Camper Maintenance:

Replacing Rusty Screws & Vinyl Trim

 

Our travel trailer is almost 6 years old.  It lives outside in the Florida weather all year.  It's holding up well, but needs some maintenance.  I spent a couple of hours today removing all the visible screws that were starting to rust.  These were replaced with stainless steel screws I purchased at Ace Hardware.  I used a cordless screwdriver to simplify the task.  After that was finished, the vinyl trim around both entry doors was removed and replaced.  It has a mildew sort of look that won't clean up with scrubbing, or even using bleach.  Easy enough to replace.  The 3/4" vinyl roll was purchased from Amazon.

The salty environment takes its toll on Ferris metals here.

I removed two of the common sizes used on this camper and matched them up with replacement screws at the hardware store.

Cheaper and easier to buy boxes rather than buy them individually.

Ready to get started.

Most removed easily.

There was one that was so rusted it quickly stripped.  Wire cutters work great for grabbing the head of the screw and turning it.  Once it was broken loose, the screwdriver did the rest.

That's all the visible screws replaced, with a few spares left.

Okay, onto the vinyl trim. Note the grungy looking trim on the right side of the door.  I've already pulled the trim off the left side.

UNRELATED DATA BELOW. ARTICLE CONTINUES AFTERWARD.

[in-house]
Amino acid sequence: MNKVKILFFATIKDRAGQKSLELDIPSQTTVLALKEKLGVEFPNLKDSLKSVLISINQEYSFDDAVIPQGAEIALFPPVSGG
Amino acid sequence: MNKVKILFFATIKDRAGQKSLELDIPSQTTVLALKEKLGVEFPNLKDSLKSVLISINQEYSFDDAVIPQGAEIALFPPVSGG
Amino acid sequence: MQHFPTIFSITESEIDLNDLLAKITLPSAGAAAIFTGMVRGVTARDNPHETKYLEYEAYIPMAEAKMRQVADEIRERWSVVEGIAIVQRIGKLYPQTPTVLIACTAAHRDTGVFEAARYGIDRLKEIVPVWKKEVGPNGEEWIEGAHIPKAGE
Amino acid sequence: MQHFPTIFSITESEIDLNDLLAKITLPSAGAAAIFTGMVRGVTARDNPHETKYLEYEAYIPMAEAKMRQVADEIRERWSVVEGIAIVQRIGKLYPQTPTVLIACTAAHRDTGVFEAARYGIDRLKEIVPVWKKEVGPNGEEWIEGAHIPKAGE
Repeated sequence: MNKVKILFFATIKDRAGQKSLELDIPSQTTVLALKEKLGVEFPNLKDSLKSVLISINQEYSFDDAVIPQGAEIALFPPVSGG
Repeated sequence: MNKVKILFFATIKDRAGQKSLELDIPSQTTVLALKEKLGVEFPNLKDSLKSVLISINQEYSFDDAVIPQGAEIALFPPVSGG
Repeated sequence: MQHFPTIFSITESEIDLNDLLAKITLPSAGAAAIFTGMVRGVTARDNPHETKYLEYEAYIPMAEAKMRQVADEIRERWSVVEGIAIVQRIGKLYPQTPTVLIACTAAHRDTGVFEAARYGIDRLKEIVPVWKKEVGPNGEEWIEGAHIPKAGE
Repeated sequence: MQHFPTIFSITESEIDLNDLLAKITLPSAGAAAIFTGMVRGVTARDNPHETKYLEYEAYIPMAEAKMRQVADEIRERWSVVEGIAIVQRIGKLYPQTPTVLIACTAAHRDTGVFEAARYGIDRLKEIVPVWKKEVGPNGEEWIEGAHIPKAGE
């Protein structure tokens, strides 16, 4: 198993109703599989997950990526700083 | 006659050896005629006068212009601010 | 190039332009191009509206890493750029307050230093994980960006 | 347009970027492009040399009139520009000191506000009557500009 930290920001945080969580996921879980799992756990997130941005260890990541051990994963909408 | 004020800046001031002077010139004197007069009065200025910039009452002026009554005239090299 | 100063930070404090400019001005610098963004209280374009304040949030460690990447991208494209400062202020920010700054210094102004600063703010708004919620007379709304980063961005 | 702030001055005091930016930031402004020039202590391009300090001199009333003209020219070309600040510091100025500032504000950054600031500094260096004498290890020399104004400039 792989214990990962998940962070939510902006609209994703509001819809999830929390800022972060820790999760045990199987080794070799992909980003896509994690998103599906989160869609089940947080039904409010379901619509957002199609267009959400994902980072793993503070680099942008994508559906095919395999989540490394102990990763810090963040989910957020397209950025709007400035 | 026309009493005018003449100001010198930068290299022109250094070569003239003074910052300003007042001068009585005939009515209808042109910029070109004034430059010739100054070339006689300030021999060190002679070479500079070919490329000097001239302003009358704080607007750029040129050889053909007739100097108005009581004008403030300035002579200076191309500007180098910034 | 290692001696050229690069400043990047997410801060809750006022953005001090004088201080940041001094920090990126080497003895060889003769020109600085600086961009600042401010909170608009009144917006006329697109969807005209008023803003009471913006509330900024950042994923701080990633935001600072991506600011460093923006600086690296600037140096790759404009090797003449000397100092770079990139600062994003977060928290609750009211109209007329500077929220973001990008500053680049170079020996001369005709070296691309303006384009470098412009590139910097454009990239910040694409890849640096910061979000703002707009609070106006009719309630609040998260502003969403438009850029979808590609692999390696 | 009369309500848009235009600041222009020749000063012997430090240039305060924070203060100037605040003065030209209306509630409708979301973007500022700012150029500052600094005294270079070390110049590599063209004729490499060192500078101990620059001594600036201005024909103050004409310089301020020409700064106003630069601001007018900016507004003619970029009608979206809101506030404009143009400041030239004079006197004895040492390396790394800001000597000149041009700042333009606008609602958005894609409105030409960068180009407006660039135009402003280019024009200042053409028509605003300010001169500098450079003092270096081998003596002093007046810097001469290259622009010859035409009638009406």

This stuff is very easy to remove.  Simply lift it out of the track at the bottom.  Mine was held in place with screws at the top of the track.  Once they were removed, the trim was pulled off.

Shame it wouldn't clean up.

The original stuff is shaped like the Ohm symbol.  I couldn't find this exact stuff.

The new stuff is almost flat, with the edges curled up.

Here's the tricky part.  I tried bending it in more of a "U" shape, going with the same direction it was already curved.  Turns out, that's wrong.  Bend it the opposite direction than it's formed in.  This will make the edges sit into the channel groves.

I inserted about two inches of the trim at the top of the channel, then pushed it up was far as it would go.  I replaced the screws that held it in place, the continued the rest.  By pushing one edge into the channel by hand, it made the rest of the operation very easy.  I used a spline tool, used for patio screens, to push the other edge into the channel.  This is the easy way to do the job.

Once it was all in place, and secured with a screw at the top, The trim was pulled gently, then cut off with scissors.  The vinyl ended up being flush with the bottom of the channel.

Done.

This is the roll purchased from Amazon.

Overall view of the completed job.

Close-up of the before...

... and after.

While I was working on the camper, I noticed something in the heater vent.

Looks like a frog (maybe a family) has moved into the vent.  I'll have to get them out, and put a screen over the vent.

 

It was a hot one today.  It took a couple of hours to get this all done today.  Next major tasks will be to replace the waste tank vent cover and the roof vent over the bed.  Both are cracked, damaged from the intense sun.  I will also be polishing the camper and applying a coat of Poly Glow.  The camper is holding up well, but does take some effort.

 

 

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Last updated 6/10/12    All rights reserved.